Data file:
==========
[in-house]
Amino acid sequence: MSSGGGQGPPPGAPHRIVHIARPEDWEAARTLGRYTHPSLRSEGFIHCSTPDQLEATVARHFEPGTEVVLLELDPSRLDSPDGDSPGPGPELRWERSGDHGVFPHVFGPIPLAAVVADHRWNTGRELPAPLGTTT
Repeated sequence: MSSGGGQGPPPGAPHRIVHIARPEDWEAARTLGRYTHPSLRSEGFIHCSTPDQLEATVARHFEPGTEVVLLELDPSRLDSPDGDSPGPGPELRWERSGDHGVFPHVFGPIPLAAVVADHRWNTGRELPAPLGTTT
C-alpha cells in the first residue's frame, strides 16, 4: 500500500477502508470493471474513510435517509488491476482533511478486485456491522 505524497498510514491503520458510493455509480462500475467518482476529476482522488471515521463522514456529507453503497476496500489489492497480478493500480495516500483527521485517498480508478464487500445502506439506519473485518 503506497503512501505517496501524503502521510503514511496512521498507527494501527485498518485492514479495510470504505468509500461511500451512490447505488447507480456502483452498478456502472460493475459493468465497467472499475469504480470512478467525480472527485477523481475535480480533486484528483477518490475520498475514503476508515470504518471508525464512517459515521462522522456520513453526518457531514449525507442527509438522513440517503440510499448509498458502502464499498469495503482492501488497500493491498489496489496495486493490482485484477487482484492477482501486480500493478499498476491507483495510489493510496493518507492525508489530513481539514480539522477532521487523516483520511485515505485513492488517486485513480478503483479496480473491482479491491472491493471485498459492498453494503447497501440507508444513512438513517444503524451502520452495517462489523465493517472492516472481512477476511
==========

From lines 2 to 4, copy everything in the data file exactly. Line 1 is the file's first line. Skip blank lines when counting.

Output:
Amino acid sequence: MSSGGGQGPPPGAPHRIVHIARPEDWEAARTLGRYTHPSLRSEGFIHCSTPDQLEATVARHFEPGTEVVLLELDPSRLDSPDGDSPGPGPELRWERSGDHGVFPHVFGPIPLAAVVADHRWNTGRELPAPLGTTT
Repeated sequence: MSSGGGQGPPPGAPHRIVHIARPEDWEAARTLGRYTHPSLRSEGFIHCSTPDQLEATVARHFEPGTEVVLLELDPSRLDSPDGDSPGPGPELRWERSGDHGVFPHVFGPIPLAAVVADHRWNTGRELPAPLGTTT
C-alpha cells in the first residue's frame, strides 16, 4: 500500500477502508470493471474513510435517509488491476482533511478486485456491522 505524497498510514491503520458510493455509480462500475467518482476529476482522488471515521463522514456529507453503497476496500489489492497480478493500480495516500483527521485517498480508478464487500445502506439506519473485518 503506497503512501505517496501524503502521510503514511496512521498507527494501527485498518485492514479495510470504505468509500461511500451512490447505488447507480456502483452498478456502472460493475459493468465497467472499475469504480470512478467525480472527485477523481475535480480533486484528483477518490475520498475514503476508515470504518471508525464512517459515521462522522456520513453526518457531514449525507442527509438522513440517503440510499448509498458502502464499498469495503482492501488497500493491498489496489496495486493490482485484477487482484492477482501486480500493478499498476491507483495510489493510496493518507492525508489530513481539514480539522477532521487523516483520511485515505485513492488517486485513480478503483479496480473491482479491491472491493471485498459492498453494503447497501440507508444513512438513517444503524451502520452495517462489523465493517472492516472481512477476511